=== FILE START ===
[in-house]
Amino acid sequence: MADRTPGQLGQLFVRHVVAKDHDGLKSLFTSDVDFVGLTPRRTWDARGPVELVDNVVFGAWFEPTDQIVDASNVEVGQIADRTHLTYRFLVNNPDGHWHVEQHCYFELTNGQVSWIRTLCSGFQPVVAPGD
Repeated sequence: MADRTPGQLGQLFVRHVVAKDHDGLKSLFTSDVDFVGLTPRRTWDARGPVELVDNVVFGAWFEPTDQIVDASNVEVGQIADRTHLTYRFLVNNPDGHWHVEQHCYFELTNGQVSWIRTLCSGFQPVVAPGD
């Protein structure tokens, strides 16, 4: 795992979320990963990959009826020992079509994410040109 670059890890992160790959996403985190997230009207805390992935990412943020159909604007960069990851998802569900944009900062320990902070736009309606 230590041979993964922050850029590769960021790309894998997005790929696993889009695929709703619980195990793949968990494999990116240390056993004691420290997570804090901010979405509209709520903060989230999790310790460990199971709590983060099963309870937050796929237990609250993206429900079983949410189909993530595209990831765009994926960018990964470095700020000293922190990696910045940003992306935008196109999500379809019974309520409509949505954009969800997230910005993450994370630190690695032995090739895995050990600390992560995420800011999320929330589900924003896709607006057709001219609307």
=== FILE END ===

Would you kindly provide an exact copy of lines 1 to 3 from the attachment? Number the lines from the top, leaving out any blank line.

[in-house]
Amino acid sequence: MADRTPGQLGQLFVRHVVAKDHDGLKSLFTSDVDFVGLTPRRTWDARGPVELVDNVVFGAWFEPTDQIVDASNVEVGQIADRTHLTYRFLVNNPDGHWHVEQHCYFELTNGQVSWIRTLCSGFQPVVAPGD
Repeated sequence: MADRTPGQLGQLFVRHVVAKDHDGLKSLFTSDVDFVGLTPRRTWDARGPVELVDNVVFGAWFEPTDQIVDASNVEVGQIADRTHLTYRFLVNNPDGHWHVEQHCYFELTNGQVSWIRTLCSGFQPVVAPGD